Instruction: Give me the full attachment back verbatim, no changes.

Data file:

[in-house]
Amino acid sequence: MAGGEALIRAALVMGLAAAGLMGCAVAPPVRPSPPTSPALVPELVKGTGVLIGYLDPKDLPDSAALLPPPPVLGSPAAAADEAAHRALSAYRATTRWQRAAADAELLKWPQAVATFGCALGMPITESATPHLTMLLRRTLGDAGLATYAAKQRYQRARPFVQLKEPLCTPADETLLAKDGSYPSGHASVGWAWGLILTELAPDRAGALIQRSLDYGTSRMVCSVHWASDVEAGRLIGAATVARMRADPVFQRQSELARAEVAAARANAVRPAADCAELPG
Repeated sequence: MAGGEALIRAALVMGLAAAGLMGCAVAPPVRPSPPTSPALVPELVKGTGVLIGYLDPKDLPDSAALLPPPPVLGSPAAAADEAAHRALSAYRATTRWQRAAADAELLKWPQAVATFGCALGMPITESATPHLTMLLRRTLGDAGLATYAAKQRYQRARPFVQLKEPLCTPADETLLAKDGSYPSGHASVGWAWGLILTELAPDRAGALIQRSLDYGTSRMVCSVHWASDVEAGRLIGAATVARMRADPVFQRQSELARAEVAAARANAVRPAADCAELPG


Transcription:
[in-house]
Amino acid sequence: MAGGEALIRAALVMGLAAAGLMGCAVAPPVRPSPPTSPALVPELVKGTGVLIGYLDPKDLPDSAALLPPPPVLGSPAAAADEAAHRALSAYRATTRWQRAAADAELLKWPQAVATFGCALGMPITESATPHLTMLLRRTLGDAGLATYAAKQRYQRARPFVQLKEPLCTPADETLLAKDGSYPSGHASVGWAWGLILTELAPDRAGALIQRSLDYGTSRMVCSVHWASDVEAGRLIGAATVARMRADPVFQRQSELARAEVAAARANAVRPAADCAELPG
Repeated sequence: MAGGEALIRAALVMGLAAAGLMGCAVAPPVRPSPPTSPALVPELVKGTGVLIGYLDPKDLPDSAALLPPPPVLGSPAAAADEAAHRALSAYRATTRWQRAAADAELLKWPQAVATFGCALGMPITESATPHLTMLLRRTLGDAGLATYAAKQRYQRARPFVQLKEPLCTPADETLLAKDGSYPSGHASVGWAWGLILTELAPDRAGALIQRSLDYGTSRMVCSVHWASDVEAGRLIGAATVARMRADPVFQRQSELARAEVAAARANAVRPAADCAELPG